Thailand has it’s share of ornate and magnificent temples. The gold guilded ones like Wat Phrathat Doi Suthep where you walk around alternating between picking your jaw up off the ground and contemplating what you could do if you could only somehow acquire just a tiny fraction of this gold. The intricately carved mosaic temples like Wat Arun and mural walls of Wat Pho that almost make the ceiling of the Sistine chapel look less than impressive. Even the more mundane temples in Thailand are usually nothing short of elegant, elaborate and impressive.
But sitting in a quiet forest in the suburbs of Chiang Mai is a rather different temple. Wat Umong, or ‘tunnel temple’ as Thai temples go, it’s rather unpresuming. The temple dates from the 13-14thcentury but was abandoned for many years before being used again and restored. Wat Umong isn’t magnificant like other Thai temples. Walking around Wat Umong is like exploring a well maintained ruin rather than visiting a temple. The walls are so simple and plain that the you can simply appreciate the fact that they are 700 years old, almost perfectly preserved and still in use. The temple is older than Ayutthaya, the same age as the very similar crumbling walls that once surrounded Chiang Mai and only 100 years younger than Angkor Wat. In comparison to all of those, Wat Umong is amazingly intact. So the fact that it’s a bit lacking in decoration doesn’t detract from the enjoyment of visiting. It’s over 700 years old, intact and still in use. That’s pretty amazing.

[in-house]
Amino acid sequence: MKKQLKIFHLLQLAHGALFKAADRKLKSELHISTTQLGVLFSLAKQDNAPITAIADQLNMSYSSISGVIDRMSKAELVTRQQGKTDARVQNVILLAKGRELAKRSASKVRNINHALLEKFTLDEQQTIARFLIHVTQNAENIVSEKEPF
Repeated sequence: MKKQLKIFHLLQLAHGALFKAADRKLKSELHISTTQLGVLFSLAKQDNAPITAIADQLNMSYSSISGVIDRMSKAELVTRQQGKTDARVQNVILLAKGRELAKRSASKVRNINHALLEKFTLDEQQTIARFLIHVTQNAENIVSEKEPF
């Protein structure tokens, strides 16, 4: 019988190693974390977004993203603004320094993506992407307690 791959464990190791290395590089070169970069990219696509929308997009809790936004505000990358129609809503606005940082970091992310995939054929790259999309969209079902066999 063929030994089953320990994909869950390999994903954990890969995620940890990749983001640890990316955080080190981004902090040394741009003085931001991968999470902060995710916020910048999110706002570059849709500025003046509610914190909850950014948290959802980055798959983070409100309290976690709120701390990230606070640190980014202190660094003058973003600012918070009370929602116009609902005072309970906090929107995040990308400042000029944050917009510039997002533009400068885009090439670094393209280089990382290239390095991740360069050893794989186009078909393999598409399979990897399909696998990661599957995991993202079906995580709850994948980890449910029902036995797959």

The surrounding jungle has mostly been left in place. After the rainy seasons the temple walls are said to look quite wild with moss. We were there in the dry season though so we just got to enjoy a peaceful jungle setting and being out of the direct sun. Add in tunnels to explore, wide open spaces, stray chickens and a catfish pond and it’s a nice place to add to your list of things to see with kids in Chiang Mai.
Wandering the tunnels
Wat Umong means tunnel temple. The main complex is a large level area where an artifical mound has been build and then riddled with tunnels that lead you around, through and eventually to the top level of open spaces and a large stupa.
It’s a rather unique design and no one is quite clear why tunnels were chosen. One legend is that Wat Umong was built for a highly regarded monk who also a little crazy. The maze-like tunnels were supposed to help kept him from wandering off.
I’m not sure the tunnels are maze like enough to have that effect but it’s a nice legend.
Wandering the cool 700 year old tunnels barefoot exploring the various grottos filled with incense, candles and buddas is so different to most temple visits. The tunnels feel old, even with the new tiles on the floor and electric lights.
Be sure to look up at the roof – you’ll occasionally glimpse faded murals that will help give you an idea of what it must have once looked like.
I loved the trees with inspirational quotes pinned to them all over the grounds of the complex. Some where rather profound … some less so! “Today is better than two tomorrows” was one of the best.
Past the main complext you can walk down towards a lake where you’ll find turtles, catfish and a ludicrious number of pigeons. The murky waters aren’t all that picturesque but for a few baht you can feed the fish.
Expect the extremely ‘friendly’ pigeons to flock towards you in large numbers to steal the fish food. They’re not shy about landing near you.
Wat Umong is at the base on Doi Suthep mountain. An hour was sufficient time to explore the temple and see the fish pond, although you could easily spend more time there. It’s not top of my list for things I’d race back to see in Chiang Mai but it was a lovely change of pace and I enjoyed the chance to visit a temple that is this old and see it so well preserved.
And how can you go wrong with stray chickens, space to explore, fish feeding and tunnels if you have kids!